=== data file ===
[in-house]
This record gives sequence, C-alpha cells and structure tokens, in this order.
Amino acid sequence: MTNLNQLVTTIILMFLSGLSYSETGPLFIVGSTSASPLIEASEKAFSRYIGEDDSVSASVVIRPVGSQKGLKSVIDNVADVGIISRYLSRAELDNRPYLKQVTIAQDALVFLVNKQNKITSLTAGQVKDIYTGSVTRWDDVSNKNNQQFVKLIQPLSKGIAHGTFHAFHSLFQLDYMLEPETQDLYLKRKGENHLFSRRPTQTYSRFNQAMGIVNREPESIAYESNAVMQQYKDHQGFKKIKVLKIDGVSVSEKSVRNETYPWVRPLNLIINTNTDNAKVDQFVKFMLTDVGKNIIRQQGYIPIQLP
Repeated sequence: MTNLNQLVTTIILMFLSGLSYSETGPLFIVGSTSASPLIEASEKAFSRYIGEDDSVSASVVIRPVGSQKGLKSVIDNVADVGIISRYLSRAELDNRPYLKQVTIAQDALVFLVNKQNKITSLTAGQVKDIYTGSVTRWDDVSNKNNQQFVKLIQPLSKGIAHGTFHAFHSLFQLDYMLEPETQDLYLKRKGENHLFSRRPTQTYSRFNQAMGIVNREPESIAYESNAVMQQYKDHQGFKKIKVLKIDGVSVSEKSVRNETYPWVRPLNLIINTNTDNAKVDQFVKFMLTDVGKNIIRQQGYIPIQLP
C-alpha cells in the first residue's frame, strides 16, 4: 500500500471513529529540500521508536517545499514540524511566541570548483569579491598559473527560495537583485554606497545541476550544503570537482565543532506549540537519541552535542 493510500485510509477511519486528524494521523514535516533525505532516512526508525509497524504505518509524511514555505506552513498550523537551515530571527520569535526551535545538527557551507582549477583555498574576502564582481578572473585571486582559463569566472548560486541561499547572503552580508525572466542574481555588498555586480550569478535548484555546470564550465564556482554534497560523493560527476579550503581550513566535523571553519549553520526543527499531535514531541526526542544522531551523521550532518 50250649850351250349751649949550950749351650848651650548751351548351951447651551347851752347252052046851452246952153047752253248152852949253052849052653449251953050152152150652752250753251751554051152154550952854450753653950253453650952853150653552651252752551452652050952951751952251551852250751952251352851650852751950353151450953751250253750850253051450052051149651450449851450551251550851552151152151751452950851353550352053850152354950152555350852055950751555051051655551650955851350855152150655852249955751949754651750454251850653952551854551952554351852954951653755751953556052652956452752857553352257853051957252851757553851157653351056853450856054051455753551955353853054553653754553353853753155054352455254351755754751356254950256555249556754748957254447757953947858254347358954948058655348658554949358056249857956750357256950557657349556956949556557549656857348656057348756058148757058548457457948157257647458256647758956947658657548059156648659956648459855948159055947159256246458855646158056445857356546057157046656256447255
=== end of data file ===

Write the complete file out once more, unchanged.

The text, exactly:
[in-house]
This record gives sequence, C-alpha cells and structure tokens, in this order.
Amino acid sequence: MTNLNQLVTTIILMFLSGLSYSETGPLFIVGSTSASPLIEASEKAFSRYIGEDDSVSASVVIRPVGSQKGLKSVIDNVADVGIISRYLSRAELDNRPYLKQVTIAQDALVFLVNKQNKITSLTAGQVKDIYTGSVTRWDDVSNKNNQQFVKLIQPLSKGIAHGTFHAFHSLFQLDYMLEPETQDLYLKRKGENHLFSRRPTQTYSRFNQAMGIVNREPESIAYESNAVMQQYKDHQGFKKIKVLKIDGVSVSEKSVRNETYPWVRPLNLIINTNTDNAKVDQFVKFMLTDVGKNIIRQQGYIPIQLP
Repeated sequence: MTNLNQLVTTIILMFLSGLSYSETGPLFIVGSTSASPLIEASEKAFSRYIGEDDSVSASVVIRPVGSQKGLKSVIDNVADVGIISRYLSRAELDNRPYLKQVTIAQDALVFLVNKQNKITSLTAGQVKDIYTGSVTRWDDVSNKNNQQFVKLIQPLSKGIAHGTFHAFHSLFQLDYMLEPETQDLYLKRKGENHLFSRRPTQTYSRFNQAMGIVNREPESIAYESNAVMQQYKDHQGFKKIKVLKIDGVSVSEKSVRNETYPWVRPLNLIINTNTDNAKVDQFVKFMLTDVGKNIIRQQGYIPIQLP
C-alpha cells in the first residue's frame, strides 16, 4: 500500500471513529529540500521508536517545499514540524511566541570548483569579491598559473527560495537583485554606497545541476550544503570537482565543532506549540537519541552535542 493510500485510509477511519486528524494521523514535516533525505532516512526508525509497524504505518509524511514555505506552513498550523537551515530571527520569535526551535545538527557551507582549477583555498574576502564582481578572473585571486582559463569566472548560486541561499547572503552580508525572466542574481555588498555586480550569478535548484555546470564550465564556482554534497560523493560527476579550503581550513566535523571553519549553520526543527499531535514531541526526542544522531551523521550532518 50250649850351250349751649949550950749351650848651650548751351548351951447651551347851752347252052046851452246952153047752253248152852949253052849052653449251953050152152150652752250753251751554051152154550952854450753653950253453650952853150653552651252752551452652050952951751952251551852250751952251352851650852751950353151450953751250253750850253051450052051149651450449851450551251550851552151152151751452950851353550352053850152354950152555350852055950751555051051655551650955851350855152150655852249955751949754651750454251850653952551854551952554351852954951653755751953556052652956452752857553352257853051957252851757553851157653351056853450856054051455753551955353853054553653754553353853753155054352455254351755754751356254950256555249556754748957254447757953947858254347358954948058655348658554949358056249857956750357256950557657349556956949556557549656857348656057348756058148757058548457457948157257647458256647758956947658657548059156648659956648459855948159055947159256246458855646158056445857356546057157046656256447255